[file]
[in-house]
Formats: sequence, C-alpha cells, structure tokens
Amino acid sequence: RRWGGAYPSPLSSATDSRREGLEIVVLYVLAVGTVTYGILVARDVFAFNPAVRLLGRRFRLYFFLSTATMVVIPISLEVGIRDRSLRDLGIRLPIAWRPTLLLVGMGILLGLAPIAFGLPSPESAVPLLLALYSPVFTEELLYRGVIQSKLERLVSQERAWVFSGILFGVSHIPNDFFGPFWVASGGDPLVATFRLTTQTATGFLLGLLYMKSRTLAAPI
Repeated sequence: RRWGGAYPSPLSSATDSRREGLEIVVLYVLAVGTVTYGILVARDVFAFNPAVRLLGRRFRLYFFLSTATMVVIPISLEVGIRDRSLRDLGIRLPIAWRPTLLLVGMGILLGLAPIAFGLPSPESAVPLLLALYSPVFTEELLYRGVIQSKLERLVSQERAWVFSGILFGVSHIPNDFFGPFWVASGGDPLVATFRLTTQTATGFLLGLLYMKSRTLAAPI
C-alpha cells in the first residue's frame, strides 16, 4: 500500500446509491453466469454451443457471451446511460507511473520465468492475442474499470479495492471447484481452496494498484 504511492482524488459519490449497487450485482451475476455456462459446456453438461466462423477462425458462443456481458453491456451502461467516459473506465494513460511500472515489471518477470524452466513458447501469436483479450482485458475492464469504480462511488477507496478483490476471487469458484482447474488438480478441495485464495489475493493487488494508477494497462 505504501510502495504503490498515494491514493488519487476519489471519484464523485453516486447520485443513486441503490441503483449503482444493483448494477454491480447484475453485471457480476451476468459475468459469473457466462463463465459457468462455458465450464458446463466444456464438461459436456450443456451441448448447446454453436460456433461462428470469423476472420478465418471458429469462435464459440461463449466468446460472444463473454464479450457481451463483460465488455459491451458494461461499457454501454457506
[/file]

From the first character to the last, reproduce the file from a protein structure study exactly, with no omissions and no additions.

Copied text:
[in-house]
Formats: sequence, C-alpha cells, structure tokens
Amino acid sequence: RRWGGAYPSPLSSATDSRREGLEIVVLYVLAVGTVTYGILVARDVFAFNPAVRLLGRRFRLYFFLSTATMVVIPISLEVGIRDRSLRDLGIRLPIAWRPTLLLVGMGILLGLAPIAFGLPSPESAVPLLLALYSPVFTEELLYRGVIQSKLERLVSQERAWVFSGILFGVSHIPNDFFGPFWVASGGDPLVATFRLTTQTATGFLLGLLYMKSRTLAAPI
Repeated sequence: RRWGGAYPSPLSSATDSRREGLEIVVLYVLAVGTVTYGILVARDVFAFNPAVRLLGRRFRLYFFLSTATMVVIPISLEVGIRDRSLRDLGIRLPIAWRPTLLLVGMGILLGLAPIAFGLPSPESAVPLLLALYSPVFTEELLYRGVIQSKLERLVSQERAWVFSGILFGVSHIPNDFFGPFWVASGGDPLVATFRLTTQTATGFLLGLLYMKSRTLAAPI
C-alpha cells in the first residue's frame, strides 16, 4: 500500500446509491453466469454451443457471451446511460507511473520465468492475442474499470479495492471447484481452496494498484 504511492482524488459519490449497487450485482451475476455456462459446456453438461466462423477462425458462443456481458453491456451502461467516459473506465494513460511500472515489471518477470524452466513458447501469436483479450482485458475492464469504480462511488477507496478483490476471487469458484482447474488438480478441495485464495489475493493487488494508477494497462 505504501510502495504503490498515494491514493488519487476519489471519484464523485453516486447520485443513486441503490441503483449503482444493483448494477454491480447484475453485471457480476451476468459475468459469473457466462463463465459457468462455458465450464458446463466444456464438461459436456450443456451441448448447446454453436460456433461462428470469423476472420478465418471458429469462435464459440461463449466468446460472444463473454464479450457481451463483460465488455459491451458494461461499457454501454457506